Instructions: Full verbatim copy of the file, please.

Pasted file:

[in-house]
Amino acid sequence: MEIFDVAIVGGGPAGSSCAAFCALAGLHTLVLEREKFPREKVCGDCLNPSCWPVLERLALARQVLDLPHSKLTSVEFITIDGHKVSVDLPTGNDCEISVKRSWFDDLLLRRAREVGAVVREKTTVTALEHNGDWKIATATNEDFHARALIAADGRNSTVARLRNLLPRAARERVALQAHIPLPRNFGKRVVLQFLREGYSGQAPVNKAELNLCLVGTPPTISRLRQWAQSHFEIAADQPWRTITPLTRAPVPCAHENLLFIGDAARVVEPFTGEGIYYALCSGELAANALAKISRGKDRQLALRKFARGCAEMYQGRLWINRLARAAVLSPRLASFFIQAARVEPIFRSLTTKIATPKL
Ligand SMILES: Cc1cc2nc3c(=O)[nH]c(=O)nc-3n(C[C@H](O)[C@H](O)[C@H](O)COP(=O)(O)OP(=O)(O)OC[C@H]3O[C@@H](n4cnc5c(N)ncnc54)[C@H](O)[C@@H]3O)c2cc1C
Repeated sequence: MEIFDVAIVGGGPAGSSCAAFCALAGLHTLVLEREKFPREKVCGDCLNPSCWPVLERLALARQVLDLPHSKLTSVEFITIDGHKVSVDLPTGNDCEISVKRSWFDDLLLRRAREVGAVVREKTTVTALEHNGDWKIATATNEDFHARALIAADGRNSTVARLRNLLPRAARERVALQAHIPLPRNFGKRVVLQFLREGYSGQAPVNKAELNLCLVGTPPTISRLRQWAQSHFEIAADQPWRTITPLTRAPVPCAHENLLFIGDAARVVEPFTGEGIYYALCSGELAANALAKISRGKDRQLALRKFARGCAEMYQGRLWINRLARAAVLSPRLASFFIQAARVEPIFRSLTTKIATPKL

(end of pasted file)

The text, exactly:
[in-house]
Amino acid sequence: MEIFDVAIVGGGPAGSSCAAFCALAGLHTLVLEREKFPREKVCGDCLNPSCWPVLERLALARQVLDLPHSKLTSVEFITIDGHKVSVDLPTGNDCEISVKRSWFDDLLLRRAREVGAVVREKTTVTALEHNGDWKIATATNEDFHARALIAADGRNSTVARLRNLLPRAARERVALQAHIPLPRNFGKRVVLQFLREGYSGQAPVNKAELNLCLVGTPPTISRLRQWAQSHFEIAADQPWRTITPLTRAPVPCAHENLLFIGDAARVVEPFTGEGIYYALCSGELAANALAKISRGKDRQLALRKFARGCAEMYQGRLWINRLARAAVLSPRLASFFIQAARVEPIFRSLTTKIATPKL
Ligand SMILES: Cc1cc2nc3c(=O)[nH]c(=O)nc-3n(C[C@H](O)[C@H](O)[C@H](O)COP(=O)(O)OP(=O)(O)OC[C@H]3O[C@@H](n4cnc5c(N)ncnc54)[C@H](O)[C@@H]3O)c2cc1C
Repeated sequence: MEIFDVAIVGGGPAGSSCAAFCALAGLHTLVLEREKFPREKVCGDCLNPSCWPVLERLALARQVLDLPHSKLTSVEFITIDGHKVSVDLPTGNDCEISVKRSWFDDLLLRRAREVGAVVREKTTVTALEHNGDWKIATATNEDFHARALIAADGRNSTVARLRNLLPRAARERVALQAHIPLPRNFGKRVVLQFLREGYSGQAPVNKAELNLCLVGTPPTISRLRQWAQSHFEIAADQPWRTITPLTRAPVPCAHENLLFIGDAARVVEPFTGEGIYYALCSGELAANALAKISRGKDRQLALRKFARGCAEMYQGRLWINRLARAAVLSPRLASFFIQAARVEPIFRSLTTKIATPKL